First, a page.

• Sun
  • Aug 31, 2014
  • Updated: 10:43am
NewsHong Kong

Train rumblings might annoy patrons of West Kowloon arts hub

PUBLISHED : Saturday, 14 September, 2013, 12:00am
UPDATED : Saturday, 14 September, 2013, 4:15am

Underground rumbling from passing trains might disturb patrons trying to appreciate the arts at the West Kowloon Cultural District.

Noise from two railway lines running under the arts hub will exceed the specified maximum level for three key venues, an environmental impact assessment for the project shows - and an art critic says vibration could be a bigger worry.

But the arts hub says the problem will be offset by the design of the buildings.

According to the assessment, the maximum noise from the West Rail line in the Xiqu Centre for traditional opera will be 32 decibels, against a specified level of 25.

The Tung Chung Line will cause up to 56 decibels of noise at the M+ Museum and Lyric Theatre, against specified maximums of 35 and 25 decibels respectively.

The assessment report, which was open for public comment until August 21, has yet to be tabled to the Advisory Council on the Environment for endorsement.

Engineer Greg Wong Chak-yan, who is familiar with rail work, said 56 dB could be compared to the noise at construction sites without pile-driving, while 32 dB "should be very quiet".

All three venues meet the requirements for continuous noise level, but not the maximum level. Wong said the maximum level meant occasional noise that would not last long.

"It's not a serious problem, but of course the tough standards were made to suit an arts venue," he said.

The West Kowloon Cultural District Authority said ground-borne noise-control measures were incorporated into the design and construction of the cultural facilities built above the railways.

"Given the … railways' proximity to the arts hub, at-receiver noise and vibration control measures such as building isolation or box-in-box installations will be required in the design of relevant arts and cultural venues," a spokesman said, adding that there will be "no extra cost to the project".

He said the arts hub did not have an estimate of the noise and vibration levels after control measures were installed but it would strive to meet international standards.

"Building isolation can reduce up to 20dB of structural-borne noise, [and] typical box-in-box installation can reduce up to 15dB," the spokesman said.

Art critic John Batten said noise and vibrations could affect art appreciation.

"Will it affect the exhibition you want to put on?" he asked. "There's a worry there and there will be more concerns about the vibrations.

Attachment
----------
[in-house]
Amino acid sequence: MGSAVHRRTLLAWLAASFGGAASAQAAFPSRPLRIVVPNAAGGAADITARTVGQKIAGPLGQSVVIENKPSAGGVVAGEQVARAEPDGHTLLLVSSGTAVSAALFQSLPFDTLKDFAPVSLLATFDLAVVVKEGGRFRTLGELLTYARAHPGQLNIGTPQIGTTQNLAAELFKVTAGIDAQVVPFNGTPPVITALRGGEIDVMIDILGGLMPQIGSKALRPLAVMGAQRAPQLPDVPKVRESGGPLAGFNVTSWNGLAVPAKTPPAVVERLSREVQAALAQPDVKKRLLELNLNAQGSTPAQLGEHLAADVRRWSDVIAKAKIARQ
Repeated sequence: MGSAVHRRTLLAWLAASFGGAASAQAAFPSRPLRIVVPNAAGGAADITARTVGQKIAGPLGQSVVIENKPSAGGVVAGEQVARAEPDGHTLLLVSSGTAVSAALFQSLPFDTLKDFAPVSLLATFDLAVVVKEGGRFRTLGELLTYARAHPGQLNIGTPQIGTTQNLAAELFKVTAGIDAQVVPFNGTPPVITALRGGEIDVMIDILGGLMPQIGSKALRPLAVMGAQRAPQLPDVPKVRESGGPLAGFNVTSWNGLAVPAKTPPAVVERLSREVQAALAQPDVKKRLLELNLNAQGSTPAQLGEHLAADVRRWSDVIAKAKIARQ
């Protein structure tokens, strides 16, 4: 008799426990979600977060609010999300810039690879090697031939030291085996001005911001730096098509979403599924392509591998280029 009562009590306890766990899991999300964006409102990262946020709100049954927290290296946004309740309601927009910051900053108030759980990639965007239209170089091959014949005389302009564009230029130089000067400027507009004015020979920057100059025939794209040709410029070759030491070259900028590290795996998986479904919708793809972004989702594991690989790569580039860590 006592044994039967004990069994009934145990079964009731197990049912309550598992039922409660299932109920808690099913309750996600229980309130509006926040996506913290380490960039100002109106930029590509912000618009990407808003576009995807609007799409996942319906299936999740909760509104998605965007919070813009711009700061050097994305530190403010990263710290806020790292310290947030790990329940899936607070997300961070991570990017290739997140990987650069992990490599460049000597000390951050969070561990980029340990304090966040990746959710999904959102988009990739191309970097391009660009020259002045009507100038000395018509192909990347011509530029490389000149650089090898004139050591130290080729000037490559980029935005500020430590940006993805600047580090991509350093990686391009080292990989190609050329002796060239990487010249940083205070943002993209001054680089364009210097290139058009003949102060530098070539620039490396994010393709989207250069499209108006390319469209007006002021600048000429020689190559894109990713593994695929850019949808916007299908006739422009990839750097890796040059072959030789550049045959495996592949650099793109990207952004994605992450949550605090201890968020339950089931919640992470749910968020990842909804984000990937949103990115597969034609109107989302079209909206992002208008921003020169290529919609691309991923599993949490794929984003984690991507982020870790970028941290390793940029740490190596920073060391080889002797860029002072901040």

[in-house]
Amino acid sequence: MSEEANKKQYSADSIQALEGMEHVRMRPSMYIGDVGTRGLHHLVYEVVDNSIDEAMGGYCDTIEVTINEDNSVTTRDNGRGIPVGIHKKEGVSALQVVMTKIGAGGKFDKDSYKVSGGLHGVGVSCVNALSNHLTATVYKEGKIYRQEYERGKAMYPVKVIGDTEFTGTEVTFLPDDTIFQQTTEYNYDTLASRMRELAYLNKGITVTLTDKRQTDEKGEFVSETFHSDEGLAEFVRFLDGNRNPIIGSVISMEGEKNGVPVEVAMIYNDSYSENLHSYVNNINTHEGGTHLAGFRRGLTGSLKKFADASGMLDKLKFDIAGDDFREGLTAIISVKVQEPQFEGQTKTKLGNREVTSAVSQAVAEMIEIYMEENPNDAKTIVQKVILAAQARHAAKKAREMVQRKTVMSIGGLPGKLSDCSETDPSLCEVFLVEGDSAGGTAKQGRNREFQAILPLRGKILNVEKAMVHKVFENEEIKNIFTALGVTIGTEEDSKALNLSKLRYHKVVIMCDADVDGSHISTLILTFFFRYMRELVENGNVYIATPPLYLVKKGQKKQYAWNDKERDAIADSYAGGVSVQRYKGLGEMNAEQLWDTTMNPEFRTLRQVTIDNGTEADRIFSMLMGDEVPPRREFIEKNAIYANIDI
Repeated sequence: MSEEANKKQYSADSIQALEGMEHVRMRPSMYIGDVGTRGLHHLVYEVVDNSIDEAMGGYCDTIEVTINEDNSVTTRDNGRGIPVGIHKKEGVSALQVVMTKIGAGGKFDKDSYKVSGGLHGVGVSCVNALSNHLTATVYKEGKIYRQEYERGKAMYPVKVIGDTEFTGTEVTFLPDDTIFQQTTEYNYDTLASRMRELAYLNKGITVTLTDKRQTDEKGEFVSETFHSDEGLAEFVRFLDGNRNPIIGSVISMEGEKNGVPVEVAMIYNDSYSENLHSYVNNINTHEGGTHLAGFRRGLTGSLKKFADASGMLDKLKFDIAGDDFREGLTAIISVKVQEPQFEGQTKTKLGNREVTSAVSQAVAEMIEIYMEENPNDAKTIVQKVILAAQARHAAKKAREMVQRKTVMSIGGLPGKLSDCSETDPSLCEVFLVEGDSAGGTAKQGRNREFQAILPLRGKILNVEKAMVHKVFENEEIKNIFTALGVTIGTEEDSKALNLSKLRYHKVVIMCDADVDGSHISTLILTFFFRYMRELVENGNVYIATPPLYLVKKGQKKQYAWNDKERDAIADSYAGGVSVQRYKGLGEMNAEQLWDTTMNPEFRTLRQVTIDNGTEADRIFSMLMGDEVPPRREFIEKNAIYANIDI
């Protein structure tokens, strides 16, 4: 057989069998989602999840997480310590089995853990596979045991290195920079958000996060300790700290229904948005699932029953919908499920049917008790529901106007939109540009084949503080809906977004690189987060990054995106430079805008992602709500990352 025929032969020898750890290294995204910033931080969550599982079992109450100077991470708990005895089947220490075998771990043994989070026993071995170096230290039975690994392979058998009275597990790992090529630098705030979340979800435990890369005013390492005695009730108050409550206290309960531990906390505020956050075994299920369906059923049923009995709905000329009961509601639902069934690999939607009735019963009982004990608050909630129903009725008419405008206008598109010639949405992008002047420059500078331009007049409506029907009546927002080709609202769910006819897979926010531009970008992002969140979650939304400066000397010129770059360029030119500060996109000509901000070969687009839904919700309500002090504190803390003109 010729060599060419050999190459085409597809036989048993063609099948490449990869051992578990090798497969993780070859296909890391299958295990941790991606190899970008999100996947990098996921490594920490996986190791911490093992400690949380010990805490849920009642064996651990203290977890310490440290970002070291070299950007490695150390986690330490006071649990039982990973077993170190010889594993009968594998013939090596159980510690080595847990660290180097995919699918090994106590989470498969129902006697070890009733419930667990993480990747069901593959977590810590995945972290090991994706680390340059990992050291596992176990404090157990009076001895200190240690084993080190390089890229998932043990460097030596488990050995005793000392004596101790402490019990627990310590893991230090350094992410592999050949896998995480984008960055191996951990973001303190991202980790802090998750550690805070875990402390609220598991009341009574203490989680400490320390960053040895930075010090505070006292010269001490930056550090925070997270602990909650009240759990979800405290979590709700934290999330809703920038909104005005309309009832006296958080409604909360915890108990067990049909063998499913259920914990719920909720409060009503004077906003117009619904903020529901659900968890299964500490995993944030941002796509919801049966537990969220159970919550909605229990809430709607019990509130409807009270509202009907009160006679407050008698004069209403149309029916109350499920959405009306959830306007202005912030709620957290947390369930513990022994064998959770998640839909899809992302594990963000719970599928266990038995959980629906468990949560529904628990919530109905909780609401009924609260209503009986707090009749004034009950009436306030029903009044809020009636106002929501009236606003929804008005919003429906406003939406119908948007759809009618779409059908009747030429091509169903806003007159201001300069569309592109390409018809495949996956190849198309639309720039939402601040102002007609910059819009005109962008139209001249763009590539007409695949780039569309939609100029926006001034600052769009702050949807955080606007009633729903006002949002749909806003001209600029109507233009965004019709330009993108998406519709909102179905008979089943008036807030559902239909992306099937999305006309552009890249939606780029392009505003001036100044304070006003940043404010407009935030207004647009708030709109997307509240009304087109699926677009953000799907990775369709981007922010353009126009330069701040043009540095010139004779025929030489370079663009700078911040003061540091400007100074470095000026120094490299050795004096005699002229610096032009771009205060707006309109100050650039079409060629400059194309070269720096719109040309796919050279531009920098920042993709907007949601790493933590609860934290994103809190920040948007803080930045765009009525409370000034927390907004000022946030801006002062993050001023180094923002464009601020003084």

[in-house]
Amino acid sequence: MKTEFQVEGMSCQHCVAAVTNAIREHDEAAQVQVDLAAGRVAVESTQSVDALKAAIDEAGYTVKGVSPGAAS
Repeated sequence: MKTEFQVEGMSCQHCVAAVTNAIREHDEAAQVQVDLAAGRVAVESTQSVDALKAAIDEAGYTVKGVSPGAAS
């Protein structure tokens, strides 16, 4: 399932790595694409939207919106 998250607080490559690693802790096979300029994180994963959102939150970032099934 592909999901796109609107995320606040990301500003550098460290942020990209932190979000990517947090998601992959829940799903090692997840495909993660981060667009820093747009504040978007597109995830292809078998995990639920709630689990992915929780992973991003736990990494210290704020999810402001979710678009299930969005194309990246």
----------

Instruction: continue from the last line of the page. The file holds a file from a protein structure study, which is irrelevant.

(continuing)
"Most museums have concerns about vibrations. Is that the right spot for M+?"

Wong said the problem could be alleviated by improving the MTR tracks or laying noise-absorbing material in the venues.

"But either way, it shouldn't cost much, and the costs should be shouldered by the district authority," he said. "The railways have always been there, and it was the authority which chose to build on top of them."

The MTR said it would contact the authority for more information.



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This article is now closed to comments

The tracks must go where they have to go but not the buildings including facilities where acoustic quality and visual stability are a concern. Sure one can resolve the problem technically by spending more money. The ill-placed facilities show that there is no professional planner or architect working on the master plan. You know, Hong Kong is spending billions of dollars with such poor attitude in professionalism. It is incomprehensible except shear lunacy.
Admit it that it is a mistake and go back to the drawing board. Notwithstanding, these facilities arn't what Hong Kong public must have. Try 100% urban park.
It is a station, it is a terminus, trains just come in and stop and then move away after a little while. I go through the Hung Hom Station almost every day, the trains just come in quietly and leave, sometimes even without my knowledge if I am busy checking a phone message. To a layman like me, I have to say that I have problem in understanding THE PROBLEM. As suggested by Mr Wong, vibration absorption materials can always be placed underneath the part of the tracks closer to the center, that is it. Common sense tells me that the vibration hence the noise, coming from the air conditioning systems which are only meters away from the audience, would be a real problem in listening to serious music. How about the acoustic design of these high end concert halls? What roles can all these expensive gears play in noise mitigation?
Yet another stroke of planning genius - "Oh, there's a railway under there, is there?"
"...improving the MTR tracks..." Hit the nail on the head. Many years ago I visited Montreal and enjoyed the quiet rail line running under the city. I was amazed at the difference when I went from there to NYC and the loudness of their subway system. Perhaps it's time for the MTR to take steps to quieten down.


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